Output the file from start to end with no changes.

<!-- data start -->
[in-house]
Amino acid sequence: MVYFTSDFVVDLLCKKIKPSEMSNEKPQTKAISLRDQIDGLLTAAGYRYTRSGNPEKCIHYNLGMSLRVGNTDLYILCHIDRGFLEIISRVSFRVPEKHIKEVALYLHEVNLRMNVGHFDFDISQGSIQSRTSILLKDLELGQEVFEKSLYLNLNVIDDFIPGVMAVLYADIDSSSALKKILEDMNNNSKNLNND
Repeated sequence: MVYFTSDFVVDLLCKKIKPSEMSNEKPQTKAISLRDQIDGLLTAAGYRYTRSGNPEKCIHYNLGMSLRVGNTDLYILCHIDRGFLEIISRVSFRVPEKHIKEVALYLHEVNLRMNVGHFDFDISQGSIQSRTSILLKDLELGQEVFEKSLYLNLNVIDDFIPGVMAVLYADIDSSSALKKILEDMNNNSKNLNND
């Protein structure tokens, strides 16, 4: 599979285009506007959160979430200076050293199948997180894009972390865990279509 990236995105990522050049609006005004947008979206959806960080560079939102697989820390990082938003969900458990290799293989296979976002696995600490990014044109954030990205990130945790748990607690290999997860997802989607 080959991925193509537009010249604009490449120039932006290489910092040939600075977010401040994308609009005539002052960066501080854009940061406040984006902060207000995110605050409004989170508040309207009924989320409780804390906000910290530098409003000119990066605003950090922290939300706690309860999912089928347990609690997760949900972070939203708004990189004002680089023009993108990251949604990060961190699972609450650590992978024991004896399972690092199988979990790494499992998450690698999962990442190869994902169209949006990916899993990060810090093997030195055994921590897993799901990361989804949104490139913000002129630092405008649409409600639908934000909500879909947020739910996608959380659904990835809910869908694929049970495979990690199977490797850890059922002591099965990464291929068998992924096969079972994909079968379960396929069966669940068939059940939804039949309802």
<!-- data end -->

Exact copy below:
[in-house]
Amino acid sequence: MVYFTSDFVVDLLCKKIKPSEMSNEKPQTKAISLRDQIDGLLTAAGYRYTRSGNPEKCIHYNLGMSLRVGNTDLYILCHIDRGFLEIISRVSFRVPEKHIKEVALYLHEVNLRMNVGHFDFDISQGSIQSRTSILLKDLELGQEVFEKSLYLNLNVIDDFIPGVMAVLYADIDSSSALKKILEDMNNNSKNLNND
Repeated sequence: MVYFTSDFVVDLLCKKIKPSEMSNEKPQTKAISLRDQIDGLLTAAGYRYTRSGNPEKCIHYNLGMSLRVGNTDLYILCHIDRGFLEIISRVSFRVPEKHIKEVALYLHEVNLRMNVGHFDFDISQGSIQSRTSILLKDLELGQEVFEKSLYLNLNVIDDFIPGVMAVLYADIDSSSALKKILEDMNNNSKNLNND
């Protein structure tokens, strides 16, 4: 599979285009506007959160979430200076050293199948997180894009972390865990279509 990236995105990522050049609006005004947008979206959806960080560079939102697989820390990082938003969900458990290799293989296979976002696995600490990014044109954030990205990130945790748990607690290999997860997802989607 080959991925193509537009010249604009490449120039932006290489910092040939600075977010401040994308609009005539002052960066501080854009940061406040984006902060207000995110605050409004989170508040309207009924989320409780804390906000910290530098409003000119990066605003950090922290939300706690309860999912089928347990609690997760949900972070939203708004990189004002680089023009993108990251949604990060961190699972609450650590992978024991004896399972690092199988979990790494499992998450690698999962990442190869994902169209949006990916899993990060810090093997030195055994921590897993799901990361989804949104490139913000002129630092405008649409409600639908934000909500879909947020739910996608959380659904990835809910869908694929049970495979990690199977490797850890059922002591099965990464291929068998992924096969079972994909079968379960396929069966669940068939059940939804039949309802």